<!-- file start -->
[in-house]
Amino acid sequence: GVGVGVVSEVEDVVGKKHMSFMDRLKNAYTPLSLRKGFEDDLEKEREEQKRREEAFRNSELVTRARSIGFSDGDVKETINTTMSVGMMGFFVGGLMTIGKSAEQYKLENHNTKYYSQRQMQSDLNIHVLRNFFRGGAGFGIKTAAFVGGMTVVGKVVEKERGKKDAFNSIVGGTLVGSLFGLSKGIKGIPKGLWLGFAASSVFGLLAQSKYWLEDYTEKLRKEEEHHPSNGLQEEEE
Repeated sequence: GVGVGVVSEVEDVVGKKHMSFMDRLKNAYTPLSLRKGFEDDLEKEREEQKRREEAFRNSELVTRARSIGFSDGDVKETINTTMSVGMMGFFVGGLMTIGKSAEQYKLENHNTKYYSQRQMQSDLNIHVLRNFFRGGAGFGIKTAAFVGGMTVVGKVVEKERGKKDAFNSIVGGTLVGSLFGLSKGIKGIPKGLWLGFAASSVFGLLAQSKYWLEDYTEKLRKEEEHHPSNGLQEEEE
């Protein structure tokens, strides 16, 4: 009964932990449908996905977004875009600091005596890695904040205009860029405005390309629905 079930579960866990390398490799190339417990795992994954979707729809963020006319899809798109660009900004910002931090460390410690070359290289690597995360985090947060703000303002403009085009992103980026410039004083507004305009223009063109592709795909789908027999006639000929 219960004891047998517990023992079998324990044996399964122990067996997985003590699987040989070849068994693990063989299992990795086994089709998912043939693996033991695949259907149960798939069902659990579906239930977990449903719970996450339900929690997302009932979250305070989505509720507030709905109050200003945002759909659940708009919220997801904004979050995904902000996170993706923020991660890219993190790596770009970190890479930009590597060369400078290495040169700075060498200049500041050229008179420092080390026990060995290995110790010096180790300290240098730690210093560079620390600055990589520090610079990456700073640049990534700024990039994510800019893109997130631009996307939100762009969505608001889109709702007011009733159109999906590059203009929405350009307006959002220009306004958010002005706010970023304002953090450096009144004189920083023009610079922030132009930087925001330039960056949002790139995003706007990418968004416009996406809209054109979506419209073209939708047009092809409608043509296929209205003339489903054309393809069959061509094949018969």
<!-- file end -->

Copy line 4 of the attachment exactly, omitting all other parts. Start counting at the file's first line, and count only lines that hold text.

């Protein structure tokens, strides 16, 4: 009964932990449908996905977004875009600091005596890695904040205009860029405005390309629905 079930579960866990390398490799190339417990795992994954979707729809963020006319899809798109660009900004910002931090460390410690070359290289690597995360985090947060703000303002403009085009992103980026410039004083507004305009223009063109592709795909789908027999006639000929 219960004891047998517990023992079998324990044996399964122990067996997985003590699987040989070849068994693990063989299992990795086994089709998912043939693996033991695949259907149960798939069902659990579906239930977990449903719970996450339900929690997302009932979250305070989505509720507030709905109050200003945002759909659940708009919220997801904004979050995904902000996170993706923020991660890219993190790596770009970190890479930009590597060369400078290495040169700075060498200049500041050229008179420092080390026990060995290995110790010096180790300290240098730690210093560079620390600055990589520090610079990456700073640049990534700024990039994510800019893109997130631009996307939100762009969505608001889109709702007011009733159109999906590059203009929405350009307006959002220009306004958010002005706010970023304002953090450096009144004189920083023009610079922030132009930087925001330039960056949002790139995003706007990418968004416009996406809209054109979506419209073209939708047009092809409608043509296929209205003339489903054309393809069959061509094949018969």